More and more customer are taking advantage of virtualization to deploy their Portal infrastructures. While AIX LPARs and zLinux are are fairly mature virtualization platforms for Portal, VMware is relatively immature but usage is accelerating rapidly.
The principles that that guide best practice on VMware are not that different than the same rules on stand alone OSes. However, because the emphasis on a virtualized platform is resource sharing, the principles get overlooked.
There are 2 critical rules:
1. The memory used by Portal can never be swapped; either at the guest or at the hypervisor level.
2. CPUs must be allocated to the guest based on peak utilization needs; not based on average utilization.
One characteristic of a JVM is the garbage collection of the Java heap. This involves two phases known as "mark" and "sweep". These two phases are generally required to touch the memory top to bottom. However, if any portion of that memory is ever swapped out, severe performance problems will arise. Therefore, you must assign sufficient physical memory to the guest and insure that VMware never swaps it or shares it with other guests.
In a VMWare (or any virtual hosted environment), there is a belief that by sharing resources like CPUs and memory, you get better financial returns. However, because Portals are generally operating under committed SLAs (Service Level Agreements) that guarantee peak response time and load metrics, you have to size the guest resources assuming that they are dedicated. VMWare administrators will typically look at coarse grained usages statistics which average out these peak demands and under-size the dedicated CPU requirements. In VMWare, you need to allocate dedicated, non-sharable CPUs and physical memory to each Portal guest.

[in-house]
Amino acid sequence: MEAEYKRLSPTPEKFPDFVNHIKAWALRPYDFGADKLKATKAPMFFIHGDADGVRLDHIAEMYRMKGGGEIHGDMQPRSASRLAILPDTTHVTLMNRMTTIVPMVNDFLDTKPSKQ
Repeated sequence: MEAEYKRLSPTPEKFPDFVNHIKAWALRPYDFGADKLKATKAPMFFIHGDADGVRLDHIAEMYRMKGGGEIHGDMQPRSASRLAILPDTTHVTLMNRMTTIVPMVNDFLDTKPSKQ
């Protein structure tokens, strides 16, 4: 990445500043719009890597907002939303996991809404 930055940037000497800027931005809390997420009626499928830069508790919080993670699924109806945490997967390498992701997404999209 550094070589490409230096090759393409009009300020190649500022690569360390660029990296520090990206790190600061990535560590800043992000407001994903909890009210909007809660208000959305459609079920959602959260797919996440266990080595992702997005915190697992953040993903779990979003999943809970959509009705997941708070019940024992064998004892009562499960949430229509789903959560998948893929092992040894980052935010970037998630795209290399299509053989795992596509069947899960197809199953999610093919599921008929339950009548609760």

Note that in AIX dynamic LPARs, you can relax the CPU constraint. AIX allows you to specify a min (also known as an "entitled") amount of CPU to the guest along with a maximum number of CPUs taken from a shared pool. As long as the max CPU matches the peak needs of the guest and as long as the Portals are the highest priority LPAR in the shared CPU region, this is OK. In AIX, memory still need to be dedicated to the LPAR. On the mainframe, z/VM z/Linux guests can share both memory and CPUs as z's hypervisor is very sophisticated at managing both these resources. Please note, however, that adding CPUs to an LPAR does take some time and could impact short term performance.
1. Set the Javaheap MinHeap equal to the MaxHeap. When you do this, you force the guest and the hypervisor to fully allocate all the memory. There are inefficiencies in setting the minHeap < maxHeap because malloc() calls can suffer latencies in a virtual environment that are much worse than in a non-virtual environment. In the past, there was heap fragmentation concerns when setting the minHeap = maxHeap. However, in the Java 6 world with "gencon" as the GC policy, the concerns are no longer valid.
2. Prefer only 1 cluster member per Node (i.e. VMWare guest OS). Because of both virtual context switching in the guest along with real context switching in the hypervisor, there are efficiencies in only having 1 active JVM in a VMWare guest.
Traditionally in a 32bit JVM, vertical clustering was a common technique to get more working set memory in the system. In 64bit environment, vertical clustering is much less relevant for managing memory issues. So, "clustering" becomes much more about capacity. Horizontal clustering (one cluster per guest OS) manages both CPU and memory resources in VMWare better.
3. Two virtual CPUs on a production VMWare guest serving any sizeable load is likely insufficient. Because of multi-threaded garbage collection along with multi-threaded workers in Java (a.k.a. "WebContainer" threads), two CPU are generally insufficient to meet most production load requirements. In practice, we've found that a minimum of 4 CPUs per guest with a single cluster member in the guest a requirement.